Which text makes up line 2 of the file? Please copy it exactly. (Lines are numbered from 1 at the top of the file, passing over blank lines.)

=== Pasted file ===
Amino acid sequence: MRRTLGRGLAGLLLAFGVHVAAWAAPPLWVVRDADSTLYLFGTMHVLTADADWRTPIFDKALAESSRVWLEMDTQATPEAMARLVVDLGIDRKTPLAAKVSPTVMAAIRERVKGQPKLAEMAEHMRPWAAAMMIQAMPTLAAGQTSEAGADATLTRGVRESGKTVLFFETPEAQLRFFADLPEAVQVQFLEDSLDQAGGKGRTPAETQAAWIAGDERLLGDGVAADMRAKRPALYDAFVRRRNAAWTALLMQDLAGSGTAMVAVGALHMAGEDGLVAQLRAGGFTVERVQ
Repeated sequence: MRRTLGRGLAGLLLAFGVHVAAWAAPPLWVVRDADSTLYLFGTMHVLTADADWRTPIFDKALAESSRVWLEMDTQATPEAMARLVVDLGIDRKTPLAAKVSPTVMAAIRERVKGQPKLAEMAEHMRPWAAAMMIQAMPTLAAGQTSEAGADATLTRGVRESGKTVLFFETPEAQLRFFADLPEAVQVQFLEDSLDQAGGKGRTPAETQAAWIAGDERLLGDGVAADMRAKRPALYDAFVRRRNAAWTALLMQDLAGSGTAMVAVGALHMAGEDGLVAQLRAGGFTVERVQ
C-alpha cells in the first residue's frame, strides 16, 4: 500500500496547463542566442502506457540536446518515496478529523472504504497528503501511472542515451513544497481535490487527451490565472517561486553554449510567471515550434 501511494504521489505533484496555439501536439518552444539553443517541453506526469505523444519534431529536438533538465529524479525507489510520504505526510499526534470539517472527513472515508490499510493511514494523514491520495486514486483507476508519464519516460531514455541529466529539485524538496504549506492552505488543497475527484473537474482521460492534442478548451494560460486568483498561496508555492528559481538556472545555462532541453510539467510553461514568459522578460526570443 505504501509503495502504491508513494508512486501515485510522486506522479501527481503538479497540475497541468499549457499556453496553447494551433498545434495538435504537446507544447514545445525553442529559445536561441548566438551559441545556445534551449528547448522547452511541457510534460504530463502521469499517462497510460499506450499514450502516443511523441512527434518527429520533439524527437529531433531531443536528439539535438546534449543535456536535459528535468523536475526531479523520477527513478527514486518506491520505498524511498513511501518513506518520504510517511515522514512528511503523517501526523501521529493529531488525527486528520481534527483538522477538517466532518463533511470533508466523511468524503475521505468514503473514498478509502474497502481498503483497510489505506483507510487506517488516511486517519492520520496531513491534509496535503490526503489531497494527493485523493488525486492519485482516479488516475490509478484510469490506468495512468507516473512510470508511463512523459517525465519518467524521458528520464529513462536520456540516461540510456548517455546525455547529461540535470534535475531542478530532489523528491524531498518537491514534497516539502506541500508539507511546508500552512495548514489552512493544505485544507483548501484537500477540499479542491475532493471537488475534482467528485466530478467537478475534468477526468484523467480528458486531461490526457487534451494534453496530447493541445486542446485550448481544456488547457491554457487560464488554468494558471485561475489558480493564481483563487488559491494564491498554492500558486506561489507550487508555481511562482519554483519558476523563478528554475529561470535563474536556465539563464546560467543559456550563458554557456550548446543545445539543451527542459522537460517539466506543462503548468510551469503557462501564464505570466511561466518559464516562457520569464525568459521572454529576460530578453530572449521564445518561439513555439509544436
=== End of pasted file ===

Repeated sequence: MRRTLGRGLAGLLLAFGVHVAAWAAPPLWVVRDADSTLYLFGTMHVLTADADWRTPIFDKALAESSRVWLEMDTQATPEAMARLVVDLGIDRKTPLAAKVSPTVMAAIRERVKGQPKLAEMAEHMRPWAAAMMIQAMPTLAAGQTSEAGADATLTRGVRESGKTVLFFETPEAQLRFFADLPEAVQVQFLEDSLDQAGGKGRTPAETQAAWIAGDERLLGDGVAADMRAKRPALYDAFVRRRNAAWTALLMQDLAGSGTAMVAVGALHMAGEDGLVAQLRAGGFTVERVQ